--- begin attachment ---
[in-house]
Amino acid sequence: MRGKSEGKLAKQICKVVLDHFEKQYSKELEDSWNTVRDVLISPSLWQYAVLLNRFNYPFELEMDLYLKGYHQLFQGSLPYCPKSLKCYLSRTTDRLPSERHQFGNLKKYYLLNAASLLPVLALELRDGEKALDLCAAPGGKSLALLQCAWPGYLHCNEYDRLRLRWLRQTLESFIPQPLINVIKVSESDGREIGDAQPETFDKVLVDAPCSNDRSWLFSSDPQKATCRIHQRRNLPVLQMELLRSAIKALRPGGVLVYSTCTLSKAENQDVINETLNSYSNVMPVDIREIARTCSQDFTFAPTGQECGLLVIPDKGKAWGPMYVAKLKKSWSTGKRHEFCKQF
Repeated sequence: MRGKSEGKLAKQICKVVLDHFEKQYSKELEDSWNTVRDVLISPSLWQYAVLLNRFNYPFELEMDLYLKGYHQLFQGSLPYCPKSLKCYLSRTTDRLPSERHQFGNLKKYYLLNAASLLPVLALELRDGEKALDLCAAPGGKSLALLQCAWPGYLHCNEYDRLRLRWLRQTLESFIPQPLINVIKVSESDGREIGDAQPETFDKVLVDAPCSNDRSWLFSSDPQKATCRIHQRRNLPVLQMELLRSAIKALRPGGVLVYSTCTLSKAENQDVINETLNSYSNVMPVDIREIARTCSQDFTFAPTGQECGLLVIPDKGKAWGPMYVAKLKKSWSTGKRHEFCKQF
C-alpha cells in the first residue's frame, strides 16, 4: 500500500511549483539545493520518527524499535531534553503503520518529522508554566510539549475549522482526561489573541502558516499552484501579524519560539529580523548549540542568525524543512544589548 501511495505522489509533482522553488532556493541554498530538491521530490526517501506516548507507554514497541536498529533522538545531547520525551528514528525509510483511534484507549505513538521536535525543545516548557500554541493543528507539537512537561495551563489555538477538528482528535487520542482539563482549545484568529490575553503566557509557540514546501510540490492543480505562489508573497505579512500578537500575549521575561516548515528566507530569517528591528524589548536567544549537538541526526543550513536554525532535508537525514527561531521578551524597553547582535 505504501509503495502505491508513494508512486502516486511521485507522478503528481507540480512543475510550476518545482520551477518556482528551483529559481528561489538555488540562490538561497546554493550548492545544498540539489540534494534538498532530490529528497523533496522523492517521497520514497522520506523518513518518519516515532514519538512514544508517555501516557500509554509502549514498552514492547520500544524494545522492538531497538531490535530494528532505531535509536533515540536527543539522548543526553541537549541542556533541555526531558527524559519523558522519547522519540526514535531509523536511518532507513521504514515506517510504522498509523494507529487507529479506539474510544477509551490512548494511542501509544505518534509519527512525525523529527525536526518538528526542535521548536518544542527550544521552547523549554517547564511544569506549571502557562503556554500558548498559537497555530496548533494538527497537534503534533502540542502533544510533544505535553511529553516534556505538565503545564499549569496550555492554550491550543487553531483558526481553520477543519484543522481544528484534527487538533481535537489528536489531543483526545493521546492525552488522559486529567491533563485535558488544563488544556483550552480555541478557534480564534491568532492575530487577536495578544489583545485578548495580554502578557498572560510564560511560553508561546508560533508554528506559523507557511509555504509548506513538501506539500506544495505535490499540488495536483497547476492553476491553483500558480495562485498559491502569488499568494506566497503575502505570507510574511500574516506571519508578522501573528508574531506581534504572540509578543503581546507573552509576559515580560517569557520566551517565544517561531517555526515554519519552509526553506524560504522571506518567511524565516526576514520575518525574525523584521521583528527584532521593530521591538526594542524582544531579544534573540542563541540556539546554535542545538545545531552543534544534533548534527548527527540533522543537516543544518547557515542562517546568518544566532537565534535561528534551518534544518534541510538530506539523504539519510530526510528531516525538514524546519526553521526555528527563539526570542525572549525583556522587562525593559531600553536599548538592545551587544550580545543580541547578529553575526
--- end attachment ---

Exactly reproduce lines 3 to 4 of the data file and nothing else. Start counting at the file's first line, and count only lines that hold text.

Repeated sequence: MRGKSEGKLAKQICKVVLDHFEKQYSKELEDSWNTVRDVLISPSLWQYAVLLNRFNYPFELEMDLYLKGYHQLFQGSLPYCPKSLKCYLSRTTDRLPSERHQFGNLKKYYLLNAASLLPVLALELRDGEKALDLCAAPGGKSLALLQCAWPGYLHCNEYDRLRLRWLRQTLESFIPQPLINVIKVSESDGREIGDAQPETFDKVLVDAPCSNDRSWLFSSDPQKATCRIHQRRNLPVLQMELLRSAIKALRPGGVLVYSTCTLSKAENQDVINETLNSYSNVMPVDIREIARTCSQDFTFAPTGQECGLLVIPDKGKAWGPMYVAKLKKSWSTGKRHEFCKQF
C-alpha cells in the first residue's frame, strides 16, 4: 500500500511549483539545493520518527524499535531534553503503520518529522508554566510539549475549522482526561489573541502558516499552484501579524519560539529580523548549540542568525524543512544589548 501511495505522489509533482522553488532556493541554498530538491521530490526517501506516548507507554514497541536498529533522538545531547520525551528514528525509510483511534484507549505513538521536535525543545516548557500554541493543528507539537512537561495551563489555538477538528482528535487520542482539563482549545484568529490575553503566557509557540514546501510540490492543480505562489508573497505579512500578537500575549521575561516548515528566507530569517528591528524589548536567544549537538541526526543550513536554525532535508537525514527561531521578551524597553547582535 505504501509503495502505491508513494508512486502516486511521485507522478503528481507540480512543475510550476518545482520551477518556482528551483529559481528561489538555488540562490538561497546554493550548492545544498540539489540534494534538498532530490529528497523533496522523492517521497520514497522520506523518513518518519516515532514519538512514544508517555501516557500509554509502549514498552514492547520500544524494545522492538531497538531490535530494528532505531535509536533515540536527543539522548543526553541537549541542556533541555526531558527524559519523558522519547522519540526514535531509523536511518532507513521504514515506517510504522498509523494507529487507529479506539474510544477509551490512548494511542501509544505518534509519527512525525523529527525536526518538528526542535521548536518544542527550544521552547523549554517547564511544569506549571502557562503556554500558548498559537497555530496548533494538527497537534503534533502540542502533544510533544505535553511529553516534556505538565503545564499549569496550555492554550491550543487553531483558526481553520477543519484543522481544528484534527487538533481535537489528536489531543483526545493521546492525552488522559486529567491533563485535558488544563488544556483550552480555541478557534480564534491568532492575530487577536495578544489583545485578548495580554502578557498572560510564560511560553508561546508560533508554528506559523507557511509555504509548506513538501506539500506544495505535490499540488495536483497547476492553476491553483500558480495562485498559491502569488499568494506566497503575502505570507510574511500574516506571519508578522501573528508574531506581534504572540509578543503581546507573552509576559515580560517569557520566551517565544517561531517555526515554519519552509526553506524560504522571506518567511524565516526576514520575518525574525523584521521583528527584532521593530521591538526594542524582544531579544534573540542563541540556539546554535542545538545545531552543534544534533548534527548527527540533522543537516543544518547557515542562517546568518544566532537565534535561528534551518534544518534541510538530506539523504539519510530526510528531516525538514524546519526553521526555528527563539526570542525572549525583556522587562525593559531600553536599548538592545551587544550580545543580541547578529553575526